Sean seated himself and ran through a trio of exercises. His hands were too stubby for concert-quality play, his manner at the keys too brusque. Added to that were his failing ears, which had lost a great deal of their higher-range tonality. And his strength, which these days was far more bluster than muscle. And his heart, which still thudded painfully from firing Storm.

This time, it took a great deal longer than usual to leave the world behind. He hovered, he drifted, yet he was not transported. The tragic elements of his unfolding fate held him down.

When peace finally entered his internal realm, Sean switched to an étude by Chopin. It was a courtly dance, even when thumped out by his bricklayer's hands. The instrument was bell-like, a radiant sound that caused even his antiquated frame to resonate.

Between the first and second movement, his playing transported him away from the realm of business and debt and his own multitude of failings. He knew others believed he harbored an old man's fantasy of playing on the concert stage. But that was rubbish. He was here because twice each year, for a few treasured moments, an instrument brought him as close to divinity as Sean Syrrell would ever come. At least, so long as he was chained to this traumatic ordeal called life.

Sean detected a subtle shift in the chamber's atmosphere. He was well aware of what it probably meant. He shut his eyes and turned to his favorite composer. Brahms was so very right for the moment, if indeed he was correct in thinking the moment had arrived.

Brahms above all composers had managed to form prayer into a series of notes. Yet Brahms had always been the hardest for Sean to play. Brahms required gentle eloquence. Normally Sean Syrrell played with all the gentleness of a drummer.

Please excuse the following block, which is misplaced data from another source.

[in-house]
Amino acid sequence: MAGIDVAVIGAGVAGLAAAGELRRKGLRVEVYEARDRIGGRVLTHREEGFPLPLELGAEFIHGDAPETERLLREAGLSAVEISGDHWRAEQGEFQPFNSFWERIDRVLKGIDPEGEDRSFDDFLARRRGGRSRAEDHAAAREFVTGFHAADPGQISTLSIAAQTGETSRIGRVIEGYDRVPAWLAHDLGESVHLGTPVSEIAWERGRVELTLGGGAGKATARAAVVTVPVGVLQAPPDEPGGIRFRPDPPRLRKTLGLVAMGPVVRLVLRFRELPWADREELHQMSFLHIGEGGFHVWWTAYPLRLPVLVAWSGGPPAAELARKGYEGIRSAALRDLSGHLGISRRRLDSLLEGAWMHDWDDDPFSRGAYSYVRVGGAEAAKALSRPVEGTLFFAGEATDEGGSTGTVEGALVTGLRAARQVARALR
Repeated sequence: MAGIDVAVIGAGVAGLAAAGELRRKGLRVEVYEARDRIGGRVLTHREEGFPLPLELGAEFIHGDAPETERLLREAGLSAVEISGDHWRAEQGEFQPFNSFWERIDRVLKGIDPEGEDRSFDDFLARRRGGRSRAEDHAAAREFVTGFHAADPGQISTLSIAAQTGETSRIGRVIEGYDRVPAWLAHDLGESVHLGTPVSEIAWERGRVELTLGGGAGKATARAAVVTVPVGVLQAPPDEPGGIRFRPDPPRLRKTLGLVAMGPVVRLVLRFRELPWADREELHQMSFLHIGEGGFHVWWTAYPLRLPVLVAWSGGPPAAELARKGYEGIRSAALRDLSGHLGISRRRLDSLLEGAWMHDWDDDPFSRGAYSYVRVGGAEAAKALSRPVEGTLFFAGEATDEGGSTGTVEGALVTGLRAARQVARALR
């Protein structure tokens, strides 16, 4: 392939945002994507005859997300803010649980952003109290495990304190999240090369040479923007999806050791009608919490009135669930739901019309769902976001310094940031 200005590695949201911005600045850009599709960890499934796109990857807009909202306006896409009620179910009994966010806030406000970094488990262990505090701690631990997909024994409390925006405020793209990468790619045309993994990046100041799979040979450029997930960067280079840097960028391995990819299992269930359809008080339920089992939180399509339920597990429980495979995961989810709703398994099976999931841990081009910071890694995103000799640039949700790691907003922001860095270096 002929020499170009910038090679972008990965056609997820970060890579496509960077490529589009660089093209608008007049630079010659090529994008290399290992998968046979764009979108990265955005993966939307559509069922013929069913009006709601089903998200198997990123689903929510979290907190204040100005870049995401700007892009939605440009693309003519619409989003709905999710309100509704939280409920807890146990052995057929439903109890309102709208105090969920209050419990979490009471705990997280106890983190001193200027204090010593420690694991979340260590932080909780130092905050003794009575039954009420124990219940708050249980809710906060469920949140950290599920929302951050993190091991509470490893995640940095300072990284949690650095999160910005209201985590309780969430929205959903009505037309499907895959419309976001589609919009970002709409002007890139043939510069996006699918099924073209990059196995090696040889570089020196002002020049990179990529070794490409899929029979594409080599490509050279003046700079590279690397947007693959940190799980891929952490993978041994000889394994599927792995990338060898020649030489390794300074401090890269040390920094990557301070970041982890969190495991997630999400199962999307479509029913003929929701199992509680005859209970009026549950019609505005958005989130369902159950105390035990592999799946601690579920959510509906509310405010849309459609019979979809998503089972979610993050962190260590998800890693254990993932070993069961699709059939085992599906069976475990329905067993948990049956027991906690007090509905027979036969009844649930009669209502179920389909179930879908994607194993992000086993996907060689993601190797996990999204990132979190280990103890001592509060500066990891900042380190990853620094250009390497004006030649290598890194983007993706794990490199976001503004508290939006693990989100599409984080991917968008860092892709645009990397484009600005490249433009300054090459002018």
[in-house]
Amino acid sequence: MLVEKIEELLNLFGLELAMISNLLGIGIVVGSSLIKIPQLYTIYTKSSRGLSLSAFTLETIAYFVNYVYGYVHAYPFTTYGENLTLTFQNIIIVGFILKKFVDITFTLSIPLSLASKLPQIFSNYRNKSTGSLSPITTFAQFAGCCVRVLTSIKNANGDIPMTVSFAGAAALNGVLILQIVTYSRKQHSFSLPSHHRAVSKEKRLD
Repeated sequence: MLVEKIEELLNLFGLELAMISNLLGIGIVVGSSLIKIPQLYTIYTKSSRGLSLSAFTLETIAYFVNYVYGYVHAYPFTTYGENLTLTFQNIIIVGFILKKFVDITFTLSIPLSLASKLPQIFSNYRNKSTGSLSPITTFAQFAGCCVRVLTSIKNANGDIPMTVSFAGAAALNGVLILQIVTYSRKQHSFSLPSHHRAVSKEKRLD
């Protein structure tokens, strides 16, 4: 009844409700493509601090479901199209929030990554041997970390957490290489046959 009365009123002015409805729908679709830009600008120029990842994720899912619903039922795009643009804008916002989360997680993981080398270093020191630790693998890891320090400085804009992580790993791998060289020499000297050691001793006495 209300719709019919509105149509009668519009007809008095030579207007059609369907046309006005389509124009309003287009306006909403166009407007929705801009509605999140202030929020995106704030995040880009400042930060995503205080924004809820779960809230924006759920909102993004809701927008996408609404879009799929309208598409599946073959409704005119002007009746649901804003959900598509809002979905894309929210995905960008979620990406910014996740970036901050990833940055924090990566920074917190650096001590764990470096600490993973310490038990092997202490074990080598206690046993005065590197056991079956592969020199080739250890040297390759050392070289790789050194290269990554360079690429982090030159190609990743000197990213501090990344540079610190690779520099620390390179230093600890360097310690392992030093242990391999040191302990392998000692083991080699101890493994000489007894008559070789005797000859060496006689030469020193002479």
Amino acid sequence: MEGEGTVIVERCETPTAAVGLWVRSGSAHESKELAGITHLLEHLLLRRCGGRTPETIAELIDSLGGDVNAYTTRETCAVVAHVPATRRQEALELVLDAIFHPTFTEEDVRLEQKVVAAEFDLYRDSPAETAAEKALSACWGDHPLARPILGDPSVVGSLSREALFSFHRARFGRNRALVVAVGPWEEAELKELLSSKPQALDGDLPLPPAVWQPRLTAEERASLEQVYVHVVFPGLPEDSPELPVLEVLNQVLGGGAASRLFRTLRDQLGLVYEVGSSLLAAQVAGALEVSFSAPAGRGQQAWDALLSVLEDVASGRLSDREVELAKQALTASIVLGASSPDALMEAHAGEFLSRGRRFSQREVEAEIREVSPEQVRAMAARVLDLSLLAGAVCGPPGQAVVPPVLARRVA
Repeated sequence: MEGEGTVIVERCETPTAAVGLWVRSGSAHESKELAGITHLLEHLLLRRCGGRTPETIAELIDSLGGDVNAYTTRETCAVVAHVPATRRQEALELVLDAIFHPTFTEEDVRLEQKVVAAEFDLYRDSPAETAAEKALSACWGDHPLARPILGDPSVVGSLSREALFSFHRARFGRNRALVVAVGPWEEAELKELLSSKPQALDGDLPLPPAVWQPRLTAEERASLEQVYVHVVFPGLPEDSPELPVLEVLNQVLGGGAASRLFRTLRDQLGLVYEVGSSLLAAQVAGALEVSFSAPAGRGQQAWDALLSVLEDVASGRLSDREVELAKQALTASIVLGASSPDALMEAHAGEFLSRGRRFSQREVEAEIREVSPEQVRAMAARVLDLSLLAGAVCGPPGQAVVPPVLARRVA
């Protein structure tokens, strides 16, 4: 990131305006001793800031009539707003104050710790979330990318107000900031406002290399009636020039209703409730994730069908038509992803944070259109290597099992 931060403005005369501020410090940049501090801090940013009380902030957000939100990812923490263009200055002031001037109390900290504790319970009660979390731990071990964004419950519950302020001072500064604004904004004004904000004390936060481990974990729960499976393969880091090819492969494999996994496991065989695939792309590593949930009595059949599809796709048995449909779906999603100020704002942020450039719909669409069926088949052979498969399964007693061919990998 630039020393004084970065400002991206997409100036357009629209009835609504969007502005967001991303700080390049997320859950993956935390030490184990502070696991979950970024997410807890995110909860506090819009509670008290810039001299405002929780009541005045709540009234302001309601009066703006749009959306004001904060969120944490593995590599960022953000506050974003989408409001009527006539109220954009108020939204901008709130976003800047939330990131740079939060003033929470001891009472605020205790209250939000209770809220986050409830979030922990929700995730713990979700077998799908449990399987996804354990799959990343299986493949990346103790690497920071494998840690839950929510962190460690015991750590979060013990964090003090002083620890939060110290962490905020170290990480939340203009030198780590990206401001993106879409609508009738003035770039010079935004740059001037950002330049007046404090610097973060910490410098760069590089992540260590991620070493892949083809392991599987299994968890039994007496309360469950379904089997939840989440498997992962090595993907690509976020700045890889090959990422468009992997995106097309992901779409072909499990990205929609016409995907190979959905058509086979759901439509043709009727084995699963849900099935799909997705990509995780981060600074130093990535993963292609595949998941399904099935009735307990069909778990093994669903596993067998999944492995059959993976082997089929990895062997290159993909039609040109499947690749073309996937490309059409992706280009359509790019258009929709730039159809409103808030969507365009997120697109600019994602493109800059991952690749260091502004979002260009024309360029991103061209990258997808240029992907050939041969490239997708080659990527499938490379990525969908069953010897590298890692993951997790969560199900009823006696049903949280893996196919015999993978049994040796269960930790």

Today, however, Sean found himself able to perform the melody as it should be performed, as a supplicant with a lover's heart.

Then Sean heard a different sound. A quiet hiss, accompanied by a puff of air on his cheek.

Sean opened his eyes in time to see a hand reflected in the piano's mirrored surface, moving away from his face. It held a small crystal vial.

Sean's cry of alarm was stifled by what felt like a hammer crashing into his chest. He doubled over the instrument, and his forehead slammed into the keyboard. But he heard none of it.

His entire being resonated with a single clarity of purpose, as strong as a funeral bell. He had been right all along.

Sean did not halt his playing. Even when his fingers slipped from the keys, still he played on.

His final thought was of Storm, which was only fitting. She was, after all, his one remaining earthbound hope.

He was carried along with notes that rose and rose until they joined in celestial perfection, transporting him into the realm he had prayed might find room for him. Even him.

Gold of Kings © 2009 by Davis Bunn